Class conscious

During my northern schooldays the taunt "Chippy Minton" rang out if anyone displayed a strong sense of grievance over any matter. Chippy Minton was a character from the children's animated TV series of the Seventies Trumpton, or possibly its close relation, Camberwick Green.

He himself was not chippy. In fact he seemed quite happy in his job, which was that of carpenter, even though this required him for some reason to wear a sort of white paper box on his head.

I was not often on the receiving end of that jibe, which will surprise some readers of this column ("chip on the shoulder stuff" is how one of my so-called friends characterises it, and I myself thought of calling it "Chips with Everything"). But I suppose I did inherit a certain amount of righteous chippiness from my old Labour dad who, whenever he saw Willie Whitelaw give one of his endearingly bumbling TV performances, would ask, "Do you know what that man would be if he hadn't had all the advantages money can buy?" The answer, which after a while it became my role to supply, ritualistically, was "A milkman."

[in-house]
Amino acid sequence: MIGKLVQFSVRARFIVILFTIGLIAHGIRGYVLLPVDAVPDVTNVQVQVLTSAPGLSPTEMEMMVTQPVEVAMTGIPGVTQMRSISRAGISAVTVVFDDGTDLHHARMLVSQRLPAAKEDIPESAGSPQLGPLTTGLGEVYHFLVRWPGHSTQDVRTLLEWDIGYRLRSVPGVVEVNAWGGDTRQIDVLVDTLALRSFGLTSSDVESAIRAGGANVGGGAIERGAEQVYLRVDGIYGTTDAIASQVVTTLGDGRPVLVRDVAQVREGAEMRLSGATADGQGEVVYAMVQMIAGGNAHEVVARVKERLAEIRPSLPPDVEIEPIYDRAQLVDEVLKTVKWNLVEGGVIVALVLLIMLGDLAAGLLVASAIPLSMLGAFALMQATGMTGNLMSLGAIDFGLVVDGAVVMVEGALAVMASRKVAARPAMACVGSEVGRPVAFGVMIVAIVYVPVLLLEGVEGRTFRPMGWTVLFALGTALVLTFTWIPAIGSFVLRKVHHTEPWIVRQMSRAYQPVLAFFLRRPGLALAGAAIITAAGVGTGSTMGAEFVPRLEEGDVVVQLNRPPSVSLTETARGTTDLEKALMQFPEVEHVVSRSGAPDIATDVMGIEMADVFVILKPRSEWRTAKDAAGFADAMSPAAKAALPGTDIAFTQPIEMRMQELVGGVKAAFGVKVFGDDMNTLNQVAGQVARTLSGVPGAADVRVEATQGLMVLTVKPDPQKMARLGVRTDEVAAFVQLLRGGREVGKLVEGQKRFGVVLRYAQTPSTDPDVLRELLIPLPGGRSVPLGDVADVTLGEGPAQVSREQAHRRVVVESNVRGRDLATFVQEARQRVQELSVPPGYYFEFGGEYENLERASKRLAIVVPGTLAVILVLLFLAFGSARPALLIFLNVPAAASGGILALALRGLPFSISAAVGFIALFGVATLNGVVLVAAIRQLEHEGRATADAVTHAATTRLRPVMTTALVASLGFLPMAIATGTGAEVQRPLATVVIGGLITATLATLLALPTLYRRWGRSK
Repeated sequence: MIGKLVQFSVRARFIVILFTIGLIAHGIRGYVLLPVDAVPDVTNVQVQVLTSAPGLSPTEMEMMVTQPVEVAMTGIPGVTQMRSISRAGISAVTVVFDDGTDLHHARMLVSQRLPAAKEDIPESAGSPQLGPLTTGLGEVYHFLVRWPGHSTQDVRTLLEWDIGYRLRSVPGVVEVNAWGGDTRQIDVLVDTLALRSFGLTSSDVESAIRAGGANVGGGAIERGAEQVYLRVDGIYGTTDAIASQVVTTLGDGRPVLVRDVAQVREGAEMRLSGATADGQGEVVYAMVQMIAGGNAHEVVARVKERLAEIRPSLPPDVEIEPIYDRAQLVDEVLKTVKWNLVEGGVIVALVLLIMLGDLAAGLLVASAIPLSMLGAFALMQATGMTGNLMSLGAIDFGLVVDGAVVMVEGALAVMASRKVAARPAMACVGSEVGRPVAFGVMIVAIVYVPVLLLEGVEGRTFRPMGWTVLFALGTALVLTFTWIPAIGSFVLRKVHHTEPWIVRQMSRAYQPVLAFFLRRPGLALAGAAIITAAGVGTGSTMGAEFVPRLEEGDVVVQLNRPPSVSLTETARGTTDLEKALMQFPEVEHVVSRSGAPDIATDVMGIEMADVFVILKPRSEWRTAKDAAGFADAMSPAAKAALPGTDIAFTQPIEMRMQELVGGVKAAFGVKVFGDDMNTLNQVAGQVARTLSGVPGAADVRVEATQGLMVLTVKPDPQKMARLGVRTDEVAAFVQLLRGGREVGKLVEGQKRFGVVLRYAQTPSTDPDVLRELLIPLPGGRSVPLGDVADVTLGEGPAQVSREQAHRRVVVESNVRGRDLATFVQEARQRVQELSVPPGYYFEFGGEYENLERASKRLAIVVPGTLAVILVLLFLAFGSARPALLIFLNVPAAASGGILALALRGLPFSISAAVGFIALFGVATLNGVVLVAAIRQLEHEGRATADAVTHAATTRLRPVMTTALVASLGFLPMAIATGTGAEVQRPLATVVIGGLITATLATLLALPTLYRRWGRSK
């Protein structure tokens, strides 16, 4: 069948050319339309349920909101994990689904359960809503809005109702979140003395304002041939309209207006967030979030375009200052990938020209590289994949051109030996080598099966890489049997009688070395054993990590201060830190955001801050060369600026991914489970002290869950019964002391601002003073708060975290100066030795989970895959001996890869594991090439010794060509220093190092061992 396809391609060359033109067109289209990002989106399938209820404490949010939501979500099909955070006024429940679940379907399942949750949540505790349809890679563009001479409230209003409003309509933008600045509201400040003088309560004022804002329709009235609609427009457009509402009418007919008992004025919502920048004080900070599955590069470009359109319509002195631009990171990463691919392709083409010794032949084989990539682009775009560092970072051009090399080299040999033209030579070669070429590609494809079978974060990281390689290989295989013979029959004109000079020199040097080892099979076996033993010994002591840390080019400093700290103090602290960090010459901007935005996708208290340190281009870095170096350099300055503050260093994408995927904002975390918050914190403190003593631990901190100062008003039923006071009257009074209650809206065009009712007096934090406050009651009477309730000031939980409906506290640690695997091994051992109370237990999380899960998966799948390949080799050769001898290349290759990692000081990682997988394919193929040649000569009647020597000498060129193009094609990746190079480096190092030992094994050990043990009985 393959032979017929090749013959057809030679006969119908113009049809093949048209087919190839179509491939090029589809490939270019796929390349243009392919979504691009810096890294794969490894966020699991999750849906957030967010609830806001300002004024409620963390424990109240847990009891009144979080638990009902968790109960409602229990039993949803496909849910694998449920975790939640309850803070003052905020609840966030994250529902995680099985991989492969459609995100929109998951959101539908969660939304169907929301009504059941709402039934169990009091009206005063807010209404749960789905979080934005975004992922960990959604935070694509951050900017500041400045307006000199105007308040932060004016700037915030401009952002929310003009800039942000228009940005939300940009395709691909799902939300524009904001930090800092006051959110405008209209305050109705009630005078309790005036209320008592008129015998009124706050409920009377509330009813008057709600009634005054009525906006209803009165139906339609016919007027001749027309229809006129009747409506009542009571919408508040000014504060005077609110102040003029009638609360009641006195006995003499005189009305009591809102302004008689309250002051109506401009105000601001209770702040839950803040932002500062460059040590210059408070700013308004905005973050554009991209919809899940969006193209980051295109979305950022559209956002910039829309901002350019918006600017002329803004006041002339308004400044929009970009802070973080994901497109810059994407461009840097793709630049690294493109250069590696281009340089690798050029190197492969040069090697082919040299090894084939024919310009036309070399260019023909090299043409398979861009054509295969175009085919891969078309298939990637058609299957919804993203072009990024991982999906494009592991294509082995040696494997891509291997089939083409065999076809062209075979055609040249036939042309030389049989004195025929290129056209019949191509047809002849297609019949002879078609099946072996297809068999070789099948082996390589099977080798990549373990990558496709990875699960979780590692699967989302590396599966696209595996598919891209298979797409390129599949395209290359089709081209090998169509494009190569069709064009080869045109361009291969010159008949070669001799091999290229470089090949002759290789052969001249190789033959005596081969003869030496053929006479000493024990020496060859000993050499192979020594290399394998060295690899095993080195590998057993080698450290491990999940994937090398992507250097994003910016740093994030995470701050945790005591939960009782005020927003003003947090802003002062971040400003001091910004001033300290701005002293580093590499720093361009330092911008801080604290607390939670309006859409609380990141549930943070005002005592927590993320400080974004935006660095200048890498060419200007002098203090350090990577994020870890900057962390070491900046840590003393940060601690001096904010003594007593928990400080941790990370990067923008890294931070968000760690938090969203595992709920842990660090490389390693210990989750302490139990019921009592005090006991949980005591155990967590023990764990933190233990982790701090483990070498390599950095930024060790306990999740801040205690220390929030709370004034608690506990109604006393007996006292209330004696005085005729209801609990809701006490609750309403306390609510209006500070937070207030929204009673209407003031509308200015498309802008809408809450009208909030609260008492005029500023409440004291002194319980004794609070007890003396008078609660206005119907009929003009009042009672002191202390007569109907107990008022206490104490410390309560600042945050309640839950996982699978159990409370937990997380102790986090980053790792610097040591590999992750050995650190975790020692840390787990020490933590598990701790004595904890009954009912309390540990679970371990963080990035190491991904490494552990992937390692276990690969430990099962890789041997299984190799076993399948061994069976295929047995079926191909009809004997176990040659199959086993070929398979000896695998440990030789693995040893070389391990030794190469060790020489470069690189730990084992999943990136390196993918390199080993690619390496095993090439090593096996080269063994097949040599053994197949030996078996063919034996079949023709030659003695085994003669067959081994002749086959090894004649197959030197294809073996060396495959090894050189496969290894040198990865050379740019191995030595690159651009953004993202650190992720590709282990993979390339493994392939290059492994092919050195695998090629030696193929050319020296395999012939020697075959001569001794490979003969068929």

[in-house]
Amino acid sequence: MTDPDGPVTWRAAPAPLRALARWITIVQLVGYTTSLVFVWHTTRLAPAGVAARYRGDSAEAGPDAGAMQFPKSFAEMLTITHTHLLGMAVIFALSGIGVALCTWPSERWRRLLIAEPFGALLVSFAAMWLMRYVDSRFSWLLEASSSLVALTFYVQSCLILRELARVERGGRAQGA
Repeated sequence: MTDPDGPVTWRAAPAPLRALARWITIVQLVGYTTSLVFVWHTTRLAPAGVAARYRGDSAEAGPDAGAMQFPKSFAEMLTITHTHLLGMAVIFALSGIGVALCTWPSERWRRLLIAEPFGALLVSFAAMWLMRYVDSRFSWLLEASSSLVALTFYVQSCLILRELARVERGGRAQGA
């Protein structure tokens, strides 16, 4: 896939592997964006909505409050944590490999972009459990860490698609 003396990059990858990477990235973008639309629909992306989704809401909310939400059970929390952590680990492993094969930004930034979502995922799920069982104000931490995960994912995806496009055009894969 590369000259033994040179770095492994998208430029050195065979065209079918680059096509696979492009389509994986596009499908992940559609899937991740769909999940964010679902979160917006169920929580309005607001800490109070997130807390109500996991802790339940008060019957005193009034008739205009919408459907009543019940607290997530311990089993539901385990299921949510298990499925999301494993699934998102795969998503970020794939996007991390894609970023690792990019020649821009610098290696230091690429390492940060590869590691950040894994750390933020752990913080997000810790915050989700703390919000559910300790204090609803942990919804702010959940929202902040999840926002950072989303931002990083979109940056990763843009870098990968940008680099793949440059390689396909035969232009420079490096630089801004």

I performed one of my chippiest acts when, at the age of 14, I brought a youth club social function to a halt by putting on the jukebox "Working Class Hero" by John Lennon - a very headachy song, in which Lennon simultaneously moans about being working class (which he wasn't, technically) and about being seen as working class.

I must be quite chippy because I register the word very strongly when I see it, and experience a small, strange frisson every time. But then again, I do often come across people who are more chippy than I am, which is always very strange: like those times when you see someone in the street who looks more like you than you do yourself.

Osama Bin Laden is supposed to be very chippy, his mother being not quite from the top drawer. I sometimes fantasise that he might one day be outchipped; that he will come up against (and, with any luck, be done in by) someone even more fundamental than himself.

I admit, though, that it won't be high on his list of immediate concerns.

This article first appeared in the 19 November 2001 issue of the New Statesman, And now the trouble really begins